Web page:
The application they made was known as “an application for a live birth certificate” and what issued from this application was known as a “birth certificate

The ‘company’, the “United States” kept the original application and gave your parents a copy of a birth certificate. This created what is known as a “foreign situs trust account”.

Big, big problems though… when you were born you in essence went to ‘work’ for the ‘company’.

Problem is, the ‘company’ you went to work for could not pay back the loans they had with the bank and the company had to go into bankruptcy in 1933, therefore they had no way to pay you… furthermore, the company came to your parents and asked to borrow your assets, and your parents [unwittingly] obliged, thus making you one of the companies’ creditors.

The ‘company’ then took the application and pledged your future labor as a guarantee for payment to the bankers, also known as the International Monetary Fund (IMF). The bankers gave the company a credit for your application against the amount that the company owed the bankers, which at the time of your birth, was worth close to 1 million dollars. This transaction is what is referred to as a “money of account” transaction, as no real money changed hands. It was simply an accounting entry against the debt owed to the bankers, by the company.

The bankers then took the [your] application, and used fractional banking lending. It is the birth certificate that is proof that an application was submitted. It is the application that is the real negotiable instrument and the birth certificate proves there is a negotiable instrument being used in commerce -- to borrow money.

Fractional Banking - For those that don't know, is the bank's ability to loan out nine times what has been deposited. Therefore, if you deposit $100 in your bank, the bank can the loan out $900 to other people, or even yourself, and collect the interest on it.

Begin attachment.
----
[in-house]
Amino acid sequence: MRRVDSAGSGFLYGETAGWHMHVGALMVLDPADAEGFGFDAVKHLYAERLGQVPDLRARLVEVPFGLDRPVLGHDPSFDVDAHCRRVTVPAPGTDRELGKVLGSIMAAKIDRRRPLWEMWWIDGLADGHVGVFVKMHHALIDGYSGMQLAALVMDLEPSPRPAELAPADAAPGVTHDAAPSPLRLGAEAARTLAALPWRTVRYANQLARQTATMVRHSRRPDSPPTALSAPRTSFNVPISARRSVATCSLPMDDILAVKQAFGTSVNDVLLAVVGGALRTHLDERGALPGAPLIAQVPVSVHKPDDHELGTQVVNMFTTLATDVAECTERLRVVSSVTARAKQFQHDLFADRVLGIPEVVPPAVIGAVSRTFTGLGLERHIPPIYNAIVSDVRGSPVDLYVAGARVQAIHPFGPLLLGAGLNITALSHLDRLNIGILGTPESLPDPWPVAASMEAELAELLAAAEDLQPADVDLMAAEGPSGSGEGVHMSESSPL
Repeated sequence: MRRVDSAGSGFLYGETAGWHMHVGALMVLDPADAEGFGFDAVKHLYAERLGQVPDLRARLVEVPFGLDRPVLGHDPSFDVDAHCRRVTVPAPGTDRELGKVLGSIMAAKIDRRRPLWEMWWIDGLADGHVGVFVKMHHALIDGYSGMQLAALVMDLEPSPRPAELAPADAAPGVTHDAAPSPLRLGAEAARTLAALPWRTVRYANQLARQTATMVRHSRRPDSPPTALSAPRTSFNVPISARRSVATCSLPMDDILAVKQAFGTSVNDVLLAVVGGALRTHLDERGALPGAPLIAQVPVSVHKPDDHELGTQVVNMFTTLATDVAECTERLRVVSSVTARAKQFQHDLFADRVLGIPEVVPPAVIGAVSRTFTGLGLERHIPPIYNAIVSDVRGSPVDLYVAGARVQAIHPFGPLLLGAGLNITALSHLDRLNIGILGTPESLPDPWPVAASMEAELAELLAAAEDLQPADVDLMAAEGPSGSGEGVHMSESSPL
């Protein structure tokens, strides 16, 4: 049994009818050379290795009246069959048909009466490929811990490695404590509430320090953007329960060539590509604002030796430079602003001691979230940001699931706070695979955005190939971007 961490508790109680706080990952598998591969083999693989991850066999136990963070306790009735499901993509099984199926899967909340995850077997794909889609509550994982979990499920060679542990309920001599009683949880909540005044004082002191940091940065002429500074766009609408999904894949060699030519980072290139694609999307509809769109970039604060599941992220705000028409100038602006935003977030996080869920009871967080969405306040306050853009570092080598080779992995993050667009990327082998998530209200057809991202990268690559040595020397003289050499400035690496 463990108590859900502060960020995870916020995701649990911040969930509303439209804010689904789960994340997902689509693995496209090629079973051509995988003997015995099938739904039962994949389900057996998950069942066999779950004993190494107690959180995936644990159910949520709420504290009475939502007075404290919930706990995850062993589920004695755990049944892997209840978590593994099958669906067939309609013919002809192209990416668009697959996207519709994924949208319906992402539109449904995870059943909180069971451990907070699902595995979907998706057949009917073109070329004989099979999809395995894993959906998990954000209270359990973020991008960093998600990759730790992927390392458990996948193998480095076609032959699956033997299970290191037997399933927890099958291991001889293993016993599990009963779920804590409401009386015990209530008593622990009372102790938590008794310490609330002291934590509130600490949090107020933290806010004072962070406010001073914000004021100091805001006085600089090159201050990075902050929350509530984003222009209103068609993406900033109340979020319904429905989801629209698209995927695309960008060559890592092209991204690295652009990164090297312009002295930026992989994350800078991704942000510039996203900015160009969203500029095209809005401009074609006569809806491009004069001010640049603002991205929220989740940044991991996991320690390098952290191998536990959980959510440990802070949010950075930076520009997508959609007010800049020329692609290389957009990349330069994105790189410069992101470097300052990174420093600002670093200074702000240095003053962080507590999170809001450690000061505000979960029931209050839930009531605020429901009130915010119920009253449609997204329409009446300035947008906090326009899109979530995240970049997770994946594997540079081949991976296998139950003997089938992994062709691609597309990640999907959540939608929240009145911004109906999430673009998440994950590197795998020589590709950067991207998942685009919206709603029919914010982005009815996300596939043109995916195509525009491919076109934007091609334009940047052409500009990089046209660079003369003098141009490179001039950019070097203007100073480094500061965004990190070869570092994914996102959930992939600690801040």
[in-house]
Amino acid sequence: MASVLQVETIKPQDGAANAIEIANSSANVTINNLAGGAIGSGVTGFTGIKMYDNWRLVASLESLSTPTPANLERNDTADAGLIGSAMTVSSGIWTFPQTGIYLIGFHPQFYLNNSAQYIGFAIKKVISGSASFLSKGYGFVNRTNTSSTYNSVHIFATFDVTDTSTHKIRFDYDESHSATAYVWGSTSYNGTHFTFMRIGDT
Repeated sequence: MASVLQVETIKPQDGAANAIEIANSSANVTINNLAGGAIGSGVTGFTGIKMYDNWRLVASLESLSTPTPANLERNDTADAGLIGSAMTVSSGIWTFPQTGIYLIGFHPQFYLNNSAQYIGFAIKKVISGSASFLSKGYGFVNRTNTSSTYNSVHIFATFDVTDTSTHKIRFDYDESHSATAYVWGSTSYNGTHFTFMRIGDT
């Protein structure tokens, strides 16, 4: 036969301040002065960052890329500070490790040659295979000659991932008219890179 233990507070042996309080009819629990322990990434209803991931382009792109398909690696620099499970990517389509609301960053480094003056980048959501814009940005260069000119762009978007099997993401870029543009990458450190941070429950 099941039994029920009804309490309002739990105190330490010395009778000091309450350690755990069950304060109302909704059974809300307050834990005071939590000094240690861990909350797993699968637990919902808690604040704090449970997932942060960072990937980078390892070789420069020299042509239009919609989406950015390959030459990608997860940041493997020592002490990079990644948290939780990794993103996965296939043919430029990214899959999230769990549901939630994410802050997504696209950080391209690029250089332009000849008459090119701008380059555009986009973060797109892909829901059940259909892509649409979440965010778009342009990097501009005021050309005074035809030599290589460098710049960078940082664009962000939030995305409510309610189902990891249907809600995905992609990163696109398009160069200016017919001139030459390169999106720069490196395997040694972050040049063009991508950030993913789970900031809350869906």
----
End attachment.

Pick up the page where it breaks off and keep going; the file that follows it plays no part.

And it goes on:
If a [your] birth certificate is worth, say, 1 million, the bank can loan that same 1 million out as many as 9 times, thus making the [your] birth certificate worth 9 million; and it keeps going, going and going. A [your] birth certificate, has almost unlimited value associated with it.

However, because as it was pledged, you became involved in what is known as “involuntary servitude” or basically a slave to the company, in what is known as an ‘invisible contract’ since you didn’t even know about it…

I'm sure at this point you may be thinking this sounds almost like when you bought a car... You got it … look at a [your] birth certificate and notice that it reads just like a title to a car; weight so many pounds… date of delivery… parties involved…certain size length… hey, now they will even get a foot print to prove it is you.

Think about it… what does the bank do when you borrow money on a car? They keep the “title” for “safe keeping” until the debt is paid.

Once the debt is paid, they release the title back to the original owner. For now, you get the use of the car, until the debt is paid.
  • We must remember the “title” to the car IS NOT the car!
  • They took the “title” to your body, the birth certificate and borrowed money against it. That is exactly what a birth certificate is, A TITLE.
  • Remember, You are NOT the title. You are you,
  • A Flesh and blood man or woman, not so much ink on paper.
Since you are the only one who gives “value” to the birth certificate because of your labor,
you are the only one who can go to the ‘bank’ and redeem and regain control of the [your] birth certificate.

Just like the car. The car gives value to the title to the car. You give value to the title, the [your] birth certificate. Without you, the birth certificate is worthless.